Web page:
In the first few months following transplant surgery, it is crucial to follow the recommendations provided from the medical team to ensure proper healing and promotes adequate function of the newly transplanted organ. One essential aspect of the post-transplant care plan is the nutrition guideline provided by the transplant dietitian. A solid nutrition plan is fundamental to your health and is one way you can work to optimize how well the transplanted organ functions.

In general, nutrition recommendations guidelines after transplant include a well-balanced, portion and carbohydrate controlled diet. Your transplant dietitian may further personalize your diet depending on individualized needs when considering pre-existing conditions or risks due to family history.

One important area of focus in the post-transplant nutrition guidelines is to help raise awareness of potential food safety concerns while the immune system is compromised from immunosuppressants – medications that reduce the risk of organ rejection. Although these medications are an essential component of treatment, they may increase a patient’s susceptibility to infection, so it’s important to minimize risks associated with diet.

As more Americans strive for healthier diets, there has been a shift to increase the consumption of fresh and local foods and beverages. While this is a wise choice, transplant patients must choose carefully – especially in the area of unpasteurized food items.

There are several types of pasteurization and all incorporate the method of heating to eliminate potential pathogens and then cooling. The difference lies in how long a product is heated and to what temperature, and how quickly it is taken from the peak temperature to a cooled product.

One popular sweetener that’s gaining the attention of consumers seeking more local products is raw honey. Whether added to a cup of hot tea or a nut butter sandwich, a spoonful of raw honey may potentially expose a recently transplanted person to harmful contaminants or bacteria. Raw honey has not undergone pasteurization, so as part of the nutrition guidelines following transplant surgery, dietitians advise against it. This is also true for unpasteurized milk and any foods made from unpasteurized milk, like yogurt and cheese.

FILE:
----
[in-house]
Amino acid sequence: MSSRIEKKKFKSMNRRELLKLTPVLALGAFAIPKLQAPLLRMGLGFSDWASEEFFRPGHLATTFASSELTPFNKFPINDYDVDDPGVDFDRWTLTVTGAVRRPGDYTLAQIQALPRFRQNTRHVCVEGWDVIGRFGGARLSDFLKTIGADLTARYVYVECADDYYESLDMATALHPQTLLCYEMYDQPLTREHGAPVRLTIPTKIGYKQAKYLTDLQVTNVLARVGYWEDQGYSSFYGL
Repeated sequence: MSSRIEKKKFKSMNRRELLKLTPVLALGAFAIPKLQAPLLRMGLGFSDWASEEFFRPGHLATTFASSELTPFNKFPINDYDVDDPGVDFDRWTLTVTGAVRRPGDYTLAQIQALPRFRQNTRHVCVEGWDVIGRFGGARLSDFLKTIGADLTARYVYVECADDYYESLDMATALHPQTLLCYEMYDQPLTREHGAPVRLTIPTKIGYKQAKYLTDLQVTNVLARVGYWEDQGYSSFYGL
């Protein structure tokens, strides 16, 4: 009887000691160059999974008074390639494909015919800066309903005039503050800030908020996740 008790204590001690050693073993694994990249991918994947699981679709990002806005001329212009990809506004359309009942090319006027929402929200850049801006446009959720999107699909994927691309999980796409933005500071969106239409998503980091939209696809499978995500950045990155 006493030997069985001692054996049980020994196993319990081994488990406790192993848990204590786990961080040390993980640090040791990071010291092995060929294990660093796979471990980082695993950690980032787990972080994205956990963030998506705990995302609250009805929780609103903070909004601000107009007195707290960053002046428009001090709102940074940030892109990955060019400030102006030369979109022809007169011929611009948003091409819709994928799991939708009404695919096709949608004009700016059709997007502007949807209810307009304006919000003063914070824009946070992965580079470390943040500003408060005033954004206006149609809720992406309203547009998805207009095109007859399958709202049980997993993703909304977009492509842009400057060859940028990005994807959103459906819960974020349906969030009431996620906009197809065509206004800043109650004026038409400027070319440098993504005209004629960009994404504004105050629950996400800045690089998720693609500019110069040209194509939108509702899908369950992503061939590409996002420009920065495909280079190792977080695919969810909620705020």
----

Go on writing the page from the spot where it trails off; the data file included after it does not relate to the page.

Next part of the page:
Another trending group of products are juices and smoothies that advertise a “gentle pasteurization.” The gentle pasteurization process is similar to pasteurization in that products are heated and cooled quickly, but the temperature during the heating phase and the total length of the process differ.

One reported benefit of this method is that the fruits and vegetables are able to retain more of their healthy properties; however, it’s not clear whether enough of the potentially harmful bacteria are eliminated in this method. After reaching out to a leading manufacturer of “gently pasteurized” manufactured beverages, a definitive answer has not been offered as to whether these products are without risk for immune-compromised patients. For this reason, it’s also advisable for post-transplant patients to avoid gently pasteurized beverages.

So when putting together a grocery list or making on-the-go food selections in convenience stores, think about the nutrition recommendation guidelines and remember that unpasteurized foods could lead to unhealthy side effects.

I often remember the words of a post-transplant patient who I met with a few days after their transplant surgery. After learning about some changes required to their diet to care for their transplanted organ well, the patient said, “I have been given this gift, and I will do whatever I have to, to say thanks every day.”

Following nutrition recommendations and partnering closely with your healthcare team are two ways to “say thank you every day” and steward the gift of a donated organ well. Please contact your transplant dietitian if you have questions about foods that are safe after transplant.